What every surfer dreams of finding is a small wave with perfect shape, what we call a perfect wave. The odds of finding that are 10 million to one.
—from The Endless Summer
Out straddling their boards in the rolling surge beyond the break, most surfers soak up rays and wait like suntanned saints for the perfect wave to come along. In 1963 Bruce Brown got tired of waiting. His idea: to postpone winter perpetually by following the sun from hemisphere to hemisphere while hunting down the exotic local surf. In short, to boldly surf where no man had surfed before. Recording the odyssey on 16-mm film, Brown produced the world’s first documented global surf in’ safari, and it was called The Endless Summer.
No beach-blanket borefest, this 90-minute escape epic became the homegrown classic of a sport that was beginning to pique the country’s imagination. The Endless Summer caught the wave of surfing popularity and rode it all the way into shore.
For generations of goofy-footers, hotdoggers and even landlocked non-Californians, The Endless Summer is a common historical takeoff point. According to Surfing magazine editor Sam George, 30, “To any surfer 25 or older, The Endless Summer has been a major force in his life. The image of chasing the good surf, of being the first to ride a wave, it captured the essence of and set the tone for the entire sport.”
In order to make his dream a reality, Brown, then 26, enlisted two young surfers to be his barefoot leads. Both were hot board riders from Southern California, but there the similarity ended. Robert August, 18, tall and dark haired, was atypical in functioning as well as form. A straight-A student-body president at Huntington Beach High School, August aspired to a career in dentistry and was such a serious student that his family had to persuade him that it would be all right to miss his first semester of college to go on Brown’s once-in-a-lifetime adventure. Because of the negative image engendered by beach films of the day, August had kept his love of surfing in the closet. “I never let anybody at school know that I surfed,” he admits.
With his slicked-back blond hair and tough-guy attitude, August’s 21-year-old co-star, Mike Hynson, was an example of a beachboy going bad. At age 14, he says, he was caught stealing nine surfboards from a Laguna Beach shop. As for Brown, he had limited experience making movies—a few moderately successful documentaries, which he narrated himself at small local auditoriums.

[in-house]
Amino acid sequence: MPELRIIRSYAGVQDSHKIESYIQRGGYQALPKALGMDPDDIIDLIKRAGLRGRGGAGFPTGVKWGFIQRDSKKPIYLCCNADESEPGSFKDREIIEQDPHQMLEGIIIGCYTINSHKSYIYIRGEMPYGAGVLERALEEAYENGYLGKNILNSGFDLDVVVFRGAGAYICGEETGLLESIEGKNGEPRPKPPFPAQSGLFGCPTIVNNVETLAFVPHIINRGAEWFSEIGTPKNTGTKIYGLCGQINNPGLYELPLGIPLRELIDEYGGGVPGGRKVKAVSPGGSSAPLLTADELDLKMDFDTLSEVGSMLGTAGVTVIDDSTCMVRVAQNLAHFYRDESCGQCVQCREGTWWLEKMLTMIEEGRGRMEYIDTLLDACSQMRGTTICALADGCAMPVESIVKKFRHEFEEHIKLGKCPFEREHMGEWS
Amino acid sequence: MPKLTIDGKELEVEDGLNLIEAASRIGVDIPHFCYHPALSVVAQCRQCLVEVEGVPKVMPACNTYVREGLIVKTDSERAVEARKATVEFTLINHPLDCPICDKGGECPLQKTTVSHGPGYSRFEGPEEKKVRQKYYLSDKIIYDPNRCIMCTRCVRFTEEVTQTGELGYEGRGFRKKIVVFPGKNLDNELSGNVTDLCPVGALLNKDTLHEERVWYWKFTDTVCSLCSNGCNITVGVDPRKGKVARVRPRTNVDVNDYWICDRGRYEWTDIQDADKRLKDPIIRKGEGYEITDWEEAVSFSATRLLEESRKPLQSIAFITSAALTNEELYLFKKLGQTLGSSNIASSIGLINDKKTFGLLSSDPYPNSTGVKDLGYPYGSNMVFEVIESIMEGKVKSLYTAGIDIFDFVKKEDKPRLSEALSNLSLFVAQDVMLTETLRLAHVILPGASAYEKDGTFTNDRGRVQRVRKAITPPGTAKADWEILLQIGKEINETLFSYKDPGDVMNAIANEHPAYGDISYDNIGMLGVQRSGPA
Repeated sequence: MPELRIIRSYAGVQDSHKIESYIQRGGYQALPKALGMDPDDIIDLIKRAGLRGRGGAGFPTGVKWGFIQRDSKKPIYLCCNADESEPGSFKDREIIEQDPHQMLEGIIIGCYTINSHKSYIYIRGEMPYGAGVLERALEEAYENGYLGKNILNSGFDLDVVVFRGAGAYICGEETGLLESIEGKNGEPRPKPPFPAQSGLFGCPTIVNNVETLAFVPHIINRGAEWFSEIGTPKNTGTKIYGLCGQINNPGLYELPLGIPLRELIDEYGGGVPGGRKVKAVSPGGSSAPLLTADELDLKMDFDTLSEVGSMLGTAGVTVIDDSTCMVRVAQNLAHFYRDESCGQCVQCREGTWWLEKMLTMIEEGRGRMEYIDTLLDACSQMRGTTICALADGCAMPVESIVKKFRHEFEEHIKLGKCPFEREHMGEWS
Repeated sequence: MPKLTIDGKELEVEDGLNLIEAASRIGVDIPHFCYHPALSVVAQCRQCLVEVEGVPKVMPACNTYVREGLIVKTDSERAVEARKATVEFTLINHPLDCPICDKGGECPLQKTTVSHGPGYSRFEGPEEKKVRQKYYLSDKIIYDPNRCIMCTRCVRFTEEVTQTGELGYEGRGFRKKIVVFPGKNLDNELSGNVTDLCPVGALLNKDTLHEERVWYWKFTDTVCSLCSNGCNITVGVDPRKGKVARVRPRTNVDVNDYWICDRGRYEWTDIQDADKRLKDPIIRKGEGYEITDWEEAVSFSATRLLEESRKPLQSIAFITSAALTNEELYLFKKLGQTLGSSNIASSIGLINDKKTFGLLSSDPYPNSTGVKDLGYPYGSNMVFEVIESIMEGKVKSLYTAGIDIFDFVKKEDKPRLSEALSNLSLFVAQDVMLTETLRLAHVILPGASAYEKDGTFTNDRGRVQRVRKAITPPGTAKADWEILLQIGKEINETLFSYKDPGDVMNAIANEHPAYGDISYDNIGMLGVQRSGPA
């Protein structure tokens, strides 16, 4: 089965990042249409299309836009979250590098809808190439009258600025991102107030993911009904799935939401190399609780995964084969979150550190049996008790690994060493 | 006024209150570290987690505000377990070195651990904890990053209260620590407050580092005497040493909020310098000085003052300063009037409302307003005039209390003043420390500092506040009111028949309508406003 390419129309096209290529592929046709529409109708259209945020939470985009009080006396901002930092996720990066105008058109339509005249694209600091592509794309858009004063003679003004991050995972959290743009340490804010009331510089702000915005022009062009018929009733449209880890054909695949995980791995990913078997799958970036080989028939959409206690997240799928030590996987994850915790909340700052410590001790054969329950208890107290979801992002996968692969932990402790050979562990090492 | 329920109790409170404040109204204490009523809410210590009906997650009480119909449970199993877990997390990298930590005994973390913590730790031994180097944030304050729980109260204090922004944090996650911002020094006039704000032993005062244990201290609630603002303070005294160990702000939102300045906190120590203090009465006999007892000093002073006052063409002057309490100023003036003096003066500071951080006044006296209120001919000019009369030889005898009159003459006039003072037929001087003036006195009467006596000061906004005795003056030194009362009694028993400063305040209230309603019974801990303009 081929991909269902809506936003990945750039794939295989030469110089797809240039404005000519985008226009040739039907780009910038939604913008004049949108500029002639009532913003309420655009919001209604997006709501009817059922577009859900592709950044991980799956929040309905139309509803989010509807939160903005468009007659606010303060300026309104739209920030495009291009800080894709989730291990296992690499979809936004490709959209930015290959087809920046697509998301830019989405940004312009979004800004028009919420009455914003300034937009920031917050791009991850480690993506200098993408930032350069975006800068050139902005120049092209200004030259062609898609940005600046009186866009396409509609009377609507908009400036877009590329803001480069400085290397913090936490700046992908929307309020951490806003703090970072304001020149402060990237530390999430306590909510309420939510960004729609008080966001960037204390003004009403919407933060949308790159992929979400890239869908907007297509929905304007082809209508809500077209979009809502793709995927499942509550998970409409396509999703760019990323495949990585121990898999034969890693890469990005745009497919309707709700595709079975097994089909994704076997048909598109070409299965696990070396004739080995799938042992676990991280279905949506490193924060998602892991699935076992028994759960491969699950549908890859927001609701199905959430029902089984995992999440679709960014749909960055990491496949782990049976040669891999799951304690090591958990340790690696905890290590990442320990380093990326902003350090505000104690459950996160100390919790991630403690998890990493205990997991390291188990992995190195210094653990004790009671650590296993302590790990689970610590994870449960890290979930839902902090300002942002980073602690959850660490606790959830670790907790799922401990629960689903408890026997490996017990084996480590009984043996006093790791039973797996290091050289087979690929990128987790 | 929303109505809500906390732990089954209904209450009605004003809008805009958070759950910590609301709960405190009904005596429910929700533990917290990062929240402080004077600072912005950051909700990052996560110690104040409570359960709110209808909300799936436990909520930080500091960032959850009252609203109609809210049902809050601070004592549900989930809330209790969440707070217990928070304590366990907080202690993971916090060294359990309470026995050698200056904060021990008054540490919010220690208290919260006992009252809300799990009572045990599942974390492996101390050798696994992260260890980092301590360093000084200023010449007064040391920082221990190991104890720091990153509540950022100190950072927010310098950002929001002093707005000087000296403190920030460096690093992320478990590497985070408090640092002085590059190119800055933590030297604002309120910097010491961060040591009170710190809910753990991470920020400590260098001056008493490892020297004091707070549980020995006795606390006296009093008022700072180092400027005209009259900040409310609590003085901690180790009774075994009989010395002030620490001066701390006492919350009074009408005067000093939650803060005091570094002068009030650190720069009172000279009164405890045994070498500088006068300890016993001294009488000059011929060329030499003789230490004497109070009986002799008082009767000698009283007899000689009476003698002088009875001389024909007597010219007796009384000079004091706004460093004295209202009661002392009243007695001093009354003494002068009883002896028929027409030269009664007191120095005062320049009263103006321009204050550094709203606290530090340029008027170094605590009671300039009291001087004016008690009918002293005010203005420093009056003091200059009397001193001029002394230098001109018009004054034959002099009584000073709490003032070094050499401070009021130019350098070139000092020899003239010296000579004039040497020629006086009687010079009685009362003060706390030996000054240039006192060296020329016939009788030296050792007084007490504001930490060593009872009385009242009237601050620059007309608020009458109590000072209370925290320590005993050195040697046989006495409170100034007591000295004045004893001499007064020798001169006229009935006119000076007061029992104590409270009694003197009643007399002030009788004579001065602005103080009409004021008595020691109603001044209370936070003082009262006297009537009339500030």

So on a rainy day in November 1963, the unlikely trio set out on the first leg of their journey, to Africa’s west coast. While August checked his luggage, Hynson checked his traveling stash of marijuana and rolling papers. Just after the three arrived in South Africa, John Kennedy was killed. “We tried to call home,” recalls August, “but the lines were all tied up. Everywhere we went for the rest of the trip people treated us like a relative of ours had died.”
During the next three months, Brown and company had as many adventures on land as they did in the surf. In Kenya, they found themselves in the middle of a revolution, which they observed from their hotel window for one night before being escorted by security forces to the first flight out the next day. There were also numerous run-ins with customs agents and baggage handlers who didn’t like the look of the camera equipment and didn’t know what to make of the two surfboards. On the other hand, the surfers were given a ticker tape parade in Sydney, Australia.
Throughout the trip, August and Hynson fell victim to the powerful hormonal undertow common to all healthy young males. Says August: “At that age, finding women was at least as important a goal as finding the perfect wave.” They met their share of bikinied board-bunnies, but the undisputed highlight of the journey occurred a month into the trip. On the advice of a local surfer, the Californians trudged three miles across trackless sands toward South Africa’s Cape St. Francis. They amused themselves by dragging their boards up the landward side of the mighty dunes and sand surfing down the seaward sides, but that quickly proved tiring in the blazing sun. Finally, from atop the last line of dunes, they saw them. Perfect, glassy, tube-shaped waves rolling effortlessly and endlessly to shore. So perfect and symmetrical, Brown would later say in his narration, that “they looked like they had been formed by some machine.” It was a surfer’s Shangri-la.
“I was so damned excited that I threw up out in the water,” remembers August. “It was something I’d been dreaming about since I was a little kid.” For Hynson, the moment tasted like fame and immortality. “I knew right then that the whole world would see the movie we were making,” he says.